Goal Setting Tips for Truckers

Do your own PM

by Dean
(Chicago, IL)

Doing your own PM is easy if you are somewhat mechanically inclined. There are a few things you must do first.

1. Learn where all the lube points on your truck are.
2. Get the tools.
3. Get the proper filters.
4. Get the proper fluids and lubes.
5. Find out where your local waste oil recycler is.
6. Find a place where you can park your truck to do the PM.

Learning the lube points.

You can learn most easily by bringing your truck to a shop, paying for a PM, then pay the mechanic to show you how he does it on your truck.

While most mechanics want to keep their "secrets", if you throw him a hundred; I'm sure that he will show you EVERYTHING.

As he shows you, make sure you write down or record what he is doing and ask him to show you short interval AND long interval maintenance.

From this, you will get to see all the filters, tools, and fluids used for your vehicle. That hundred you just threw that mechanic will save you thousands, trust me.

Getting the tools.

You can get the basic hand tools you need an any Wal-Mart for around 100 bucks. The fuel and oil filter wrenches you can get from any specialty tool retailer for around 75 bucks. Craftsman, Snap On, and Matco are among these. I got mine from

You will need an oil tub to drain your waste oil into that is
A) large enough to hold ten gallons of oil
B) can be sealed so you can transport it to the waste recycler
C) flat enough to fit under your truck
D) rugged enough so that it wont break when you drag and lift it with oil in it

Getting the filters.

The best possible place to get your fuel, oil, air, and transmission fluid filters is directly from the manufacturers of those filters. There are many and you can order online and have the filters send directly to you. All the typical filters for your truck may run you a hundred bucks getting them this way.

Getting the proper fluids and lubes

Look in the owner's manual for your truck to find out all the proper fluids for your truck. These fluids can be obtained at any TA, Petro, Boss, or dealership among other places. You can also obtain most of them at Wal-Mart, Pep Boys, AutoZone.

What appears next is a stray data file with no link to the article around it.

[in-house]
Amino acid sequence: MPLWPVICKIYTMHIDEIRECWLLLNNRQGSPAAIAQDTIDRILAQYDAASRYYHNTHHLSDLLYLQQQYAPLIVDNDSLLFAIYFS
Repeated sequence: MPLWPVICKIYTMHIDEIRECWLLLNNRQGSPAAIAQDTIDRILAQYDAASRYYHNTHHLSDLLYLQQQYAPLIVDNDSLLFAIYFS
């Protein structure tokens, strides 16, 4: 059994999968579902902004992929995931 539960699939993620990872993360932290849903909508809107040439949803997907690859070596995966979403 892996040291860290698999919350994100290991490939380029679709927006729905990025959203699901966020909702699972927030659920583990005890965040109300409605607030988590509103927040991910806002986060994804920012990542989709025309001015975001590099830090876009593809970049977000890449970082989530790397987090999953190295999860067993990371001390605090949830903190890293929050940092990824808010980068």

One note; the engine oil is the same regardless of brand! Don't pay an extra 10 bucks for one brand over another.

All the lubes and fluids can be obtained for 200 bucks at most.

Find out where you local recycler is.

Look online for waste oil recyclers and call one of them about your waste oil.

Finding a place to park your
truck to do the PM

Anywhere that is level and big enough to park your tractor is good enough. If your driveway is accessible, do it there. If not; find a local paved lot and ask the owner if you can use it to PM your truck. Maybe you'll need to throw him or her a few bucks to rent the space for a few hours.

Now armed with the knowledge, tools, fluids, filters, disposal paradigm, and area; you can tackle your own PM and save yourself thousands a year on maintenance costs.

Response from Vicki:

Dean, thank you so much for your excellent pointers on how to do your own PM on a truck!

The concept of learning how to do preventive maintenance (a "PM") from a certified mechanic is tremendous. There's nothing like duplicating success from an expert.

The thought of moving 10 gallons of used oil strikes fear into the heart of some folks, but if it is sealed up, there should be no problems. Part of the trick of changing one's oil is making sure that there are no drips or spills. We wonder if there is some kind of impervious drop cloth that one can use under the oil tub to catch small drips and spills.

If a driver wants to do his own PM in his driveway (or other location) himself, does he have to drive "up" on something to lift the truck high enough to crawl under to do oil changes? Are there recommended weight-rated "ramps" for large trucks? Are there other things that he should consider before attempting this?

We suppose that in addition to learning from a mechanic how to do a PM (watching him do it), a driver who is a bit hesitant to jump directly from watching to doing his own might pay the mechanic to "supervise" one time while the driver does his own, just to make sure that everything is done correctly. It would be like a reinforcement lesson along the lines of this Chinese proverb:

"Tell me and I'll forget; show me and I may remember; involve me and I'll understand."

For what it's worth, I Googled the term "oil recyclers" and found sites that list these. Depending on which type of oil they use, drivers may need to pay special attention to recyclers who take only non-synthetic versus synthetic types of oil -- or only oil from gasoline engines versus diesel or natural gas engines. We would be interested to know if there are any oil recyclers who pay for used oil.

Thanks again for your wonderful contribution! Based on this, we anticipate that our owner-operator readers will indeed be able to save money.

We wish you safe travels and lots of money saving opportunities on the road!

Best regards,
Vicki Simons

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